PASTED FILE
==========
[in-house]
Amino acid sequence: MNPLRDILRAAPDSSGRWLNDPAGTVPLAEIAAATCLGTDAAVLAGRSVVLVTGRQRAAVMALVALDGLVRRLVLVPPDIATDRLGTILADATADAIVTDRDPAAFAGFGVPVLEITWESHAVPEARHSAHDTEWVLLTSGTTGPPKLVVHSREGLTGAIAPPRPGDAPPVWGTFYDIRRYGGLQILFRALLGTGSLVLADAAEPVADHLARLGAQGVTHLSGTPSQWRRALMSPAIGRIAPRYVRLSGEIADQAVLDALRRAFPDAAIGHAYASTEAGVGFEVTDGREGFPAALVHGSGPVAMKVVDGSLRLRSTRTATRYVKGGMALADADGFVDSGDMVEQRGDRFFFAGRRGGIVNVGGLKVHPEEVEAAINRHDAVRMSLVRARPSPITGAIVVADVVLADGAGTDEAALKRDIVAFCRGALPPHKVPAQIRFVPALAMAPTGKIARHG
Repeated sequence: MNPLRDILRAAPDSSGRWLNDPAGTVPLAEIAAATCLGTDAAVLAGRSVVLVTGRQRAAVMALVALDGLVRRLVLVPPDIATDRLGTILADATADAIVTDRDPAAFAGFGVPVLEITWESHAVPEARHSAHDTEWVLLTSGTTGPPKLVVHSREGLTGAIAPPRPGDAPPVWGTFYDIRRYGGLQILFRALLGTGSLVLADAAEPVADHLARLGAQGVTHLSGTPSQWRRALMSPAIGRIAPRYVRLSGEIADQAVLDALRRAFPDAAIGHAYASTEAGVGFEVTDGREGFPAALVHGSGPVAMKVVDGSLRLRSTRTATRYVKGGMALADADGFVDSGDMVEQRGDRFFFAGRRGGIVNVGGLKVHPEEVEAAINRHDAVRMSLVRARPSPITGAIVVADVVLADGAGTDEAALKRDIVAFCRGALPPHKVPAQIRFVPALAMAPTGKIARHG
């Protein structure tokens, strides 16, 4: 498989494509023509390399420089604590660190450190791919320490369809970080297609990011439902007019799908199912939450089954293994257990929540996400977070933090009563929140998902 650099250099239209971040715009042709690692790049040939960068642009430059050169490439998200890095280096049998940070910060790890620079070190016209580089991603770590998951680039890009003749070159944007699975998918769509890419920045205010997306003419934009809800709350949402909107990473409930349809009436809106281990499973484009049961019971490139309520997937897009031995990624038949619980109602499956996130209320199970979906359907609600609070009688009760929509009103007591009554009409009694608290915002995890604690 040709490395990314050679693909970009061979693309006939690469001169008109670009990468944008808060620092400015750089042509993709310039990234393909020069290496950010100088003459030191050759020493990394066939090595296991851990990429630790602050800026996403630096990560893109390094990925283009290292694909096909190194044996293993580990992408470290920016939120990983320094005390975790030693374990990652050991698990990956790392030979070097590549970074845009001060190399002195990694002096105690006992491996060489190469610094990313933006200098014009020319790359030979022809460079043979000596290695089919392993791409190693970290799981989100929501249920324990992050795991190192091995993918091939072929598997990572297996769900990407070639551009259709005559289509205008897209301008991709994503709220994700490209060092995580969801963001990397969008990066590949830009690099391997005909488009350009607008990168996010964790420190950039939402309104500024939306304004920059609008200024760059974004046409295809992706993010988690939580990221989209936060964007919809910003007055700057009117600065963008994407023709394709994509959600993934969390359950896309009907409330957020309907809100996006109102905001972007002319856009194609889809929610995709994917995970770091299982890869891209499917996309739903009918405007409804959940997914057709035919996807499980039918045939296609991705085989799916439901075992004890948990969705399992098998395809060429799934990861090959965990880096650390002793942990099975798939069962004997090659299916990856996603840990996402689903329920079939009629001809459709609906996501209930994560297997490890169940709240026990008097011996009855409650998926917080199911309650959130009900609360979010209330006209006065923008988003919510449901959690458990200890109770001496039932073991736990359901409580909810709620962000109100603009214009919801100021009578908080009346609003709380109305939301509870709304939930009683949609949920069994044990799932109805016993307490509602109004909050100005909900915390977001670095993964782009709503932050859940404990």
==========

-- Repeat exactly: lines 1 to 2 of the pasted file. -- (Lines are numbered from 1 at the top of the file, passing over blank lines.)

[in-house]
Amino acid sequence: MNPLRDILRAAPDSSGRWLNDPAGTVPLAEIAAATCLGTDAAVLAGRSVVLVTGRQRAAVMALVALDGLVRRLVLVPPDIATDRLGTILADATADAIVTDRDPAAFAGFGVPVLEITWESHAVPEARHSAHDTEWVLLTSGTTGPPKLVVHSREGLTGAIAPPRPGDAPPVWGTFYDIRRYGGLQILFRALLGTGSLVLADAAEPVADHLARLGAQGVTHLSGTPSQWRRALMSPAIGRIAPRYVRLSGEIADQAVLDALRRAFPDAAIGHAYASTEAGVGFEVTDGREGFPAALVHGSGPVAMKVVDGSLRLRSTRTATRYVKGGMALADADGFVDSGDMVEQRGDRFFFAGRRGGIVNVGGLKVHPEEVEAAINRHDAVRMSLVRARPSPITGAIVVADVVLADGAGTDEAALKRDIVAFCRGALPPHKVPAQIRFVPALAMAPTGKIARHG